There are many options for fighting fleas naturally including a number of essential oils that repel fleas and other pests naturally. There are also ways to deter fleas from your yard and home through use of cedar chips and diatomaceous earth. You can also download a guide to fighting fleas without pesticides here. If you must use pesticides, go with a topical, spot-on treatment. If you have winters where the temperatures fall below freezing, talk to your vet about using the treatments only during the warmer flea season.
4. Buy locally-made, natural and organic pet food (or cook for your pets).
Forget that saying: “I wouldn’t feed this to my dog!” to describe less than quality human food and actually use that saying about most commercial dog foods. Your pets should eat the same quality foods you do. Just as important as keeping you and your family healthy, is the health of your animal family members. As much as possible, use organic veggies and antibiotic- and hormone-free meat and dairy in both your foods as well as your pets’. There are many natural, organic and holistic pet foods that use proteins that are raised in sustainable, humane ways, use natural vitamins, and do not contain hormones. Try also to buy locally made pet foods. By cutting out the long-distance transportation and packaging of commercial food, you’re cutting out the additional carbon emissions waste necessary to process and transport the food.
5. Use organic grooming and cleaning products.
Use safe and natural cleaning products that are biodegradable for the planet and safe for your children, your pets, and you. Of course, earthbath pet products use natural plant-based cleansers and never contain parabens, harsh soaps, phosphates, artificial dyes/fragrances, or toxins, so you don’t have to worry about what might be left behind on your pet or the environment. For environmentally-friendly ways to clean your house, use natural disinfectants, antibacterials, and cleansing abrasives like baking soda, vinegar, and lemons or brands that use biodegradable and environmentally-friendly ingredients like Seventh Generation or Mrs. Meyers.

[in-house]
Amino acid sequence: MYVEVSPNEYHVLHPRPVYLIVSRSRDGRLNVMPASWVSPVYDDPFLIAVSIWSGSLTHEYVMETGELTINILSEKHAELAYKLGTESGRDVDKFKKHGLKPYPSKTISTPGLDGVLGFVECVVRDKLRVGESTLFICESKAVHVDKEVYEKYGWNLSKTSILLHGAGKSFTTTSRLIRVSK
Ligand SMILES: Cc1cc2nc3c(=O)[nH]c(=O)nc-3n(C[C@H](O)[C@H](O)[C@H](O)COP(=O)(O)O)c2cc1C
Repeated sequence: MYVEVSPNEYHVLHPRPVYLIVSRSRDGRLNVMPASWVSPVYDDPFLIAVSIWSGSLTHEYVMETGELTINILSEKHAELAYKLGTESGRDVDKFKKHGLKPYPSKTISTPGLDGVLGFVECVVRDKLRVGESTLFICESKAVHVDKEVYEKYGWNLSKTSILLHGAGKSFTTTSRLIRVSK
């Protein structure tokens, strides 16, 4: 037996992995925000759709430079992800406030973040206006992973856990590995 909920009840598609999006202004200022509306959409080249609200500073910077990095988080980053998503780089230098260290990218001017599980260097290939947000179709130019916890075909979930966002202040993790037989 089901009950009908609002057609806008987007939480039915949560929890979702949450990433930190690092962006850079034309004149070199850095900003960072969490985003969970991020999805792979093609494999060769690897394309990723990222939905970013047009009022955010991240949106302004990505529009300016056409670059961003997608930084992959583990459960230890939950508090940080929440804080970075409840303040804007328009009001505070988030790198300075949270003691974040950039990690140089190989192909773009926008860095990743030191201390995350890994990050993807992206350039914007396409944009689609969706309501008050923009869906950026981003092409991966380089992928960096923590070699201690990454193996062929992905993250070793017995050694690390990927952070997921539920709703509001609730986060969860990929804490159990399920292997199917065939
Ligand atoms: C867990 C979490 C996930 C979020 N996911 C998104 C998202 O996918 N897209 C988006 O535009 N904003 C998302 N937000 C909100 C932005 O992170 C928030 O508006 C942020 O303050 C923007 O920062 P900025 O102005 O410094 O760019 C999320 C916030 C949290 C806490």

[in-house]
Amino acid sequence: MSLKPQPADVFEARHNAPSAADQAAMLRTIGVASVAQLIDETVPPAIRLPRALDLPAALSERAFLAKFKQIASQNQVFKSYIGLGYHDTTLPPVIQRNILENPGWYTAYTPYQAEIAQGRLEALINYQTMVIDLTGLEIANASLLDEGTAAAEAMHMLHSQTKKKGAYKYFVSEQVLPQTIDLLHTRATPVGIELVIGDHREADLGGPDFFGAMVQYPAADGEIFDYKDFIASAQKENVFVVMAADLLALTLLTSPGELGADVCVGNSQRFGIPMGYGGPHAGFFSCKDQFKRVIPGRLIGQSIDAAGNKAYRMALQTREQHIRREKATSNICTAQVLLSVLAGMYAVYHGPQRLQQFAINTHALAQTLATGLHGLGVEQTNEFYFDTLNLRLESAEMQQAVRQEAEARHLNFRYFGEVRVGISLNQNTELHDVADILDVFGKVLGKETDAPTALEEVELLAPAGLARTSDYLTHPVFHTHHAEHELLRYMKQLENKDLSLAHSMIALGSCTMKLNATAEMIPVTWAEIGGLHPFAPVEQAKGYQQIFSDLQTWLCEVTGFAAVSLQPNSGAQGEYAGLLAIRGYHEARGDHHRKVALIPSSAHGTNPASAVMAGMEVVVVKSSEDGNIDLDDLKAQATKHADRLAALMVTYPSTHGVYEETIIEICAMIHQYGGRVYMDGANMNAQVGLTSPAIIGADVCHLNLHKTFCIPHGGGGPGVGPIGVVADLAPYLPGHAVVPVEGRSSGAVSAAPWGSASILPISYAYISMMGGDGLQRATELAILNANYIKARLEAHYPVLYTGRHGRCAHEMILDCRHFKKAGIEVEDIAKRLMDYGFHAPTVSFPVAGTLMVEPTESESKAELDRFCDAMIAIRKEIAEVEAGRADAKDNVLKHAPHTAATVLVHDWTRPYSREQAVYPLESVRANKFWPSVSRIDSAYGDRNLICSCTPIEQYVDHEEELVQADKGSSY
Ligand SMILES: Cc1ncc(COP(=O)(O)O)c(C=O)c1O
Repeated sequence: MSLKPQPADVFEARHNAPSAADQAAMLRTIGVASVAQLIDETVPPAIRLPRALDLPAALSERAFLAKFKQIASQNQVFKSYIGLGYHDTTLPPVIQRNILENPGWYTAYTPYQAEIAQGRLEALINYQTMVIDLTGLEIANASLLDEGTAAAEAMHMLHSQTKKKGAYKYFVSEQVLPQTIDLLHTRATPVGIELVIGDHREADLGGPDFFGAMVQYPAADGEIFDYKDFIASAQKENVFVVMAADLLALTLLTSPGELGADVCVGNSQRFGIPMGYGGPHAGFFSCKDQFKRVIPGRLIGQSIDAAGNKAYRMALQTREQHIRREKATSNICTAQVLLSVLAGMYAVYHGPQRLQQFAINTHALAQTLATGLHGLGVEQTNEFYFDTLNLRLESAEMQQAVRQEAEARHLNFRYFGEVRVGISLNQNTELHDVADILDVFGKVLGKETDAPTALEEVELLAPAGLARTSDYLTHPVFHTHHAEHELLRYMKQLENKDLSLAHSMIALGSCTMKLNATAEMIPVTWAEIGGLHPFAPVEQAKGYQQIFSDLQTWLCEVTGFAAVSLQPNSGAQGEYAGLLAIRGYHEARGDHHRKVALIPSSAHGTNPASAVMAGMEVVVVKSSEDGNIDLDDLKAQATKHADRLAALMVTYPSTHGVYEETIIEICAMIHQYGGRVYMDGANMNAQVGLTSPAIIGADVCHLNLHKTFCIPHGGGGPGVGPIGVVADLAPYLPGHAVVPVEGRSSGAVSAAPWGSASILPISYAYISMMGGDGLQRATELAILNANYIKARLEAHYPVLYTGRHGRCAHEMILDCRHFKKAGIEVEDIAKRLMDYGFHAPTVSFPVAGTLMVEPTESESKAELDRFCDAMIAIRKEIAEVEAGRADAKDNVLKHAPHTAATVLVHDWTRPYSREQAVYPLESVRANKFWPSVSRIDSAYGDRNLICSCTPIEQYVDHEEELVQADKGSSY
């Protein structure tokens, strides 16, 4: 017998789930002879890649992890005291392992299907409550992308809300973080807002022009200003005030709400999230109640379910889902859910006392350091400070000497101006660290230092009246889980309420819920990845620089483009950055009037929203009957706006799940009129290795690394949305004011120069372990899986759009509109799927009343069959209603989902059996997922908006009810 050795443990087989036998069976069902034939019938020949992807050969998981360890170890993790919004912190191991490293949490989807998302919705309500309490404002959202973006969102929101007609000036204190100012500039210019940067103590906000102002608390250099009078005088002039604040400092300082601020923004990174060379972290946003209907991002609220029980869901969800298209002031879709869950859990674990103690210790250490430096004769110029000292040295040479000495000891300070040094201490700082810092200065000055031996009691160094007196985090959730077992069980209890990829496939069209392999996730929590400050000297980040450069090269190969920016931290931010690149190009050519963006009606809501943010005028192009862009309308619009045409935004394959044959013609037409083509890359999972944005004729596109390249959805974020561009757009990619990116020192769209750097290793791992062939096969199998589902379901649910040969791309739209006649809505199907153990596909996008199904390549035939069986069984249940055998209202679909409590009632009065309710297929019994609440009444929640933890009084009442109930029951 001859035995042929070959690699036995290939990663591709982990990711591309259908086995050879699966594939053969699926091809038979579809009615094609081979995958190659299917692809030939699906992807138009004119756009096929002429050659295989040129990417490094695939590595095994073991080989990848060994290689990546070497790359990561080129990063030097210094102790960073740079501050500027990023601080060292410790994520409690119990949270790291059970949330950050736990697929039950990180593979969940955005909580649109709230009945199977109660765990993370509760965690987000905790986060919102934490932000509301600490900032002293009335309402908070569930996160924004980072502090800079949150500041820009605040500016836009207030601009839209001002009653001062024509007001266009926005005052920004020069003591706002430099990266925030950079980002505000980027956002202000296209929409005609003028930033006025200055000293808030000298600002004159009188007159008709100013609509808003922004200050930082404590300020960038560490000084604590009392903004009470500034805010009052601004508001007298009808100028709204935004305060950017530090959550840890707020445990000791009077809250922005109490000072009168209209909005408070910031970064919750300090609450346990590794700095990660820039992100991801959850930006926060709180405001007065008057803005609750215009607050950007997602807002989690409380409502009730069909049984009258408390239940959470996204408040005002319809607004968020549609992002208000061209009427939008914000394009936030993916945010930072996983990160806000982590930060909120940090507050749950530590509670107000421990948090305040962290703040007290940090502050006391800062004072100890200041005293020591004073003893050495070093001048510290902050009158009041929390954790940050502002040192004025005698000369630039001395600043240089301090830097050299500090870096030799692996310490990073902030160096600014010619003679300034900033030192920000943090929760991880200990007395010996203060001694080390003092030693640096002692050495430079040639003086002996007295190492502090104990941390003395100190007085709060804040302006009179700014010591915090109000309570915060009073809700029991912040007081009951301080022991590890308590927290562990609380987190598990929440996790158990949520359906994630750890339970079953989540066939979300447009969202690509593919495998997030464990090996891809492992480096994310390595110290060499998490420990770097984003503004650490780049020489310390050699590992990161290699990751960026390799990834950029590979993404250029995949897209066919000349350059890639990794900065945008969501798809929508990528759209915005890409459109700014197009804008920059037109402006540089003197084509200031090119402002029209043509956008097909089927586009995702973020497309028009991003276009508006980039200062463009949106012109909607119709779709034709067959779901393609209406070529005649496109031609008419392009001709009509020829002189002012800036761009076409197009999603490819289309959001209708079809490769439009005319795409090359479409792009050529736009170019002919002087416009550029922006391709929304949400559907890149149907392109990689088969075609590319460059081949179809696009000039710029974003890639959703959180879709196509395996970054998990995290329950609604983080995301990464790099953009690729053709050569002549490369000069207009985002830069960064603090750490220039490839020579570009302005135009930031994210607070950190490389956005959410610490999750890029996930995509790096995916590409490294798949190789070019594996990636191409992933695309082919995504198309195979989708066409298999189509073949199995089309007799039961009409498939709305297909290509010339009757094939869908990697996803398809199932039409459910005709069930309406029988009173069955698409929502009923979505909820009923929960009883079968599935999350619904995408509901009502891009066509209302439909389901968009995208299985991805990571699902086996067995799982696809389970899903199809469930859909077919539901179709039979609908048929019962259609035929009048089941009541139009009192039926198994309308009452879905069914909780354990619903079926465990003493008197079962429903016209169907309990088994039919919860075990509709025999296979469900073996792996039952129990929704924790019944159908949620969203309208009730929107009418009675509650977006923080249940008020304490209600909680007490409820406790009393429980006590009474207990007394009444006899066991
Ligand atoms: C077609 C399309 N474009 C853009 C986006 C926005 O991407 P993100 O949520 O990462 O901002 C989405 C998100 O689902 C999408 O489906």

6. Think before you toss.
This rule goes for both humans and pets: don’t flush or throw out old medications, or any kind of chemical. All can wind up in the water supply, polluting and potentially toxifying it. The best option is to bring all expired or unused medications to your local pharmacist to be disposed of properly, or for other questionable items (including batteries, printer cartridges, paint, chemicals, etc.), contact your local solid waste agency (1-800-CLEAN-UP).
7. Make sure you green your kitty too.
Most commercial “clumping” cat litter is made of clay and you might be surprised to learn that it’s obtained via extremely environmentally-damaging methods much like coal mining (strip mining), and then piles up in landfills without breaking down. However, there are many eco- (and cat-) friendly litters available made from wheat, corn, and recycled newspaper that are just as good at combating odor, are flushable, and some even clump (naturally). It’s also not a good idea to let cats do their business outside, especially if there is a danger they could go in your or your neighbor’s vegetable patch: their waste can pollute the water and soil with toxoplasma gondii, a parasite that can make pregnant women and the immunocompromised sick.
Happy Earth Day! Being mindful of these issues and taking small but measurable steps to greening your life (which includes your pet’s life too) will benefit your health, your dog’s and cat’s health and, ultimately the planet’s!
Image credit: Zazzle.com (where there are tons of eco-friendly “go green” dog tees and clothing available!)